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I am reading some literature on Shakespeare, and the critic has referred to marriage as a concordia discors, "a discordant harmony". In a footnote, she states:

I use "concordia discors" throughout rather than the familiar "discordia concors" because (...) Dr. Johnson distinguished sharply between the two, "differentiat[ing] the forcible yoking together of the totally diverse (discordia concors) from the harmonious combination of the true opposites, the male and female (concordia discors)".

Wikipedia has an entry for discordia concors that states:

discordia concors is a rhetorical device in which opposites are juxtaposed so that the contrast between them is striking. Dr. Johnson in his Lives of the Poets (1779) defined discordia concors as "a combination of dissimilar images, or discovery of occult resemblances in things apparently unlike. (...) The most heterogeneous ideas are yoked by violence together."

My question has to do with the metaphysics that allow us to call the harmony between male and female, the harmony between "true opposites". Can someone help me understand the distinction Johnson sees between these two words that mean, as far as I can tell "unity through diversity"?

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    @MoziburUllah: I think I see this metaphysically. A concordia discors seems to focus on two opposites drawn together by love. A discordia concors, however, doesn't specify what elements are drawn together, only that they are "yoked together by violence", to quote Dr. Johnson. I see the connection with mythology and that helps my understanding: the male/female concordia discors as archetypal opposites.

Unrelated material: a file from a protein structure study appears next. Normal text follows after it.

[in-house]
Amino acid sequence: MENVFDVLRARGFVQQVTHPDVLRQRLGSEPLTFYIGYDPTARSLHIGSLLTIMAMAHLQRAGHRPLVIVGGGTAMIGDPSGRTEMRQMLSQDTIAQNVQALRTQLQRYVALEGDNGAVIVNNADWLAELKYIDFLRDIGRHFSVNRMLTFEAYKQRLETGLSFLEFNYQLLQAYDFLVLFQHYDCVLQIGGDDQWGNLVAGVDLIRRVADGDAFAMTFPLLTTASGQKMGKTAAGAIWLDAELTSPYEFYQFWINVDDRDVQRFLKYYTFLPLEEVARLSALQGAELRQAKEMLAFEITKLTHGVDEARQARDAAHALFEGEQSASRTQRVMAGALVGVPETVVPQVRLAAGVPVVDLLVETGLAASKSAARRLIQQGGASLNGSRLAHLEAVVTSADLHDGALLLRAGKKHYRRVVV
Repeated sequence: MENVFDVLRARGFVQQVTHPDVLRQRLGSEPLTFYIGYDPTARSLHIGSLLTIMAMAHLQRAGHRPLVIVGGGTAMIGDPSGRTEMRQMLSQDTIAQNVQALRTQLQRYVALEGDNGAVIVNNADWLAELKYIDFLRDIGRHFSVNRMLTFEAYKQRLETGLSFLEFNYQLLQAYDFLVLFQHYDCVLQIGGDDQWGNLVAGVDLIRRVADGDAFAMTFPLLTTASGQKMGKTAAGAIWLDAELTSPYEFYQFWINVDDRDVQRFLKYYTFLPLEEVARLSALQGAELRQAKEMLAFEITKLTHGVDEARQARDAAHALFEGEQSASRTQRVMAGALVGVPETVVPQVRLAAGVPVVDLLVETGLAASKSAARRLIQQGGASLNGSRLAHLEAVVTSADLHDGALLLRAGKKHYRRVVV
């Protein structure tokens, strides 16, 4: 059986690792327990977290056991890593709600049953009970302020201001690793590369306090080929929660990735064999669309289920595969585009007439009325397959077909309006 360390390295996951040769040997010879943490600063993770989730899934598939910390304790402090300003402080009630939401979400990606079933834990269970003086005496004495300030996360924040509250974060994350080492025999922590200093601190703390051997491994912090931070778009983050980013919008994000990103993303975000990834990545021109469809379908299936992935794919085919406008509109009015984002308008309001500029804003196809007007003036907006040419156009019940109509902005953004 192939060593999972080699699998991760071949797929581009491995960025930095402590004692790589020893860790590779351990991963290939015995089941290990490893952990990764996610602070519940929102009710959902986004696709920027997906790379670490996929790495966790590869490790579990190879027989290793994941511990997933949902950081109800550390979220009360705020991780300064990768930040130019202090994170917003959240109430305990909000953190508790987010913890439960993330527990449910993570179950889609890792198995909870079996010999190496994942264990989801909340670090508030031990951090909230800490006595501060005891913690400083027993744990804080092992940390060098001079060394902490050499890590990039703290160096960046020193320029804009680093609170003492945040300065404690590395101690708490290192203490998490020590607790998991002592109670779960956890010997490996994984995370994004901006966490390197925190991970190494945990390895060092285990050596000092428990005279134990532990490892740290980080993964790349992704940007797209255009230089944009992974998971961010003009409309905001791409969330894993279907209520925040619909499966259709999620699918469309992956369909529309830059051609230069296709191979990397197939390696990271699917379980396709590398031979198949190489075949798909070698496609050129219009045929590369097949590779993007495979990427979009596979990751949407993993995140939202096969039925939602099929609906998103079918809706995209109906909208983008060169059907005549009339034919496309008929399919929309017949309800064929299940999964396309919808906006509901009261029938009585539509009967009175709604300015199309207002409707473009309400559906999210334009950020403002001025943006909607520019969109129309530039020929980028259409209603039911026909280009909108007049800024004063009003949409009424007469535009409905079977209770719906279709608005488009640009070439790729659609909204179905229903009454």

– tylerharms
    Mar 11 '13 at 20:32
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In all modern references the terms are synonymous except in music. Discordant harmony in music refers to a harmony created by discordant notes - notes which do not fall in the same chord. This is also called dissonance.

Frank L. Huntley discusses Dr. Johnson's lexical ambiguity in the The Bulletin of the Midwest Modern Language Association, Vol. 2, in an article titled Dr. Johnson and Metaphysical Wit; Or, "Discordia Concors" Yoked and Balanced

Why should Dr. Johnson, while apparently criticising adversely the poetry of Donne, use the term discordia concors whereas, according to recent scholar-critics, Alexander Pope, that paragon of Augustan verse, builds much of his poetry on the very same principle?- True, Johnson says discordia concors and Pope is said to have concordia discors, but the two phrases mean the same thing. They both refer to the idea of world harmony, the discovery of unity in variety or variety in unity in the cosmos and in ourselves. Thus the crucial point of Johnson's criticism of the metaphysical poets is their "imitation of nature." Metrically they fail to imitate its harmony harmoniously, and philosophically they try to make its discordant elements concordant by "violently yoking them together.

~ F. Huntley

You can properly dismiss any critiques about your misuse of one or the other.

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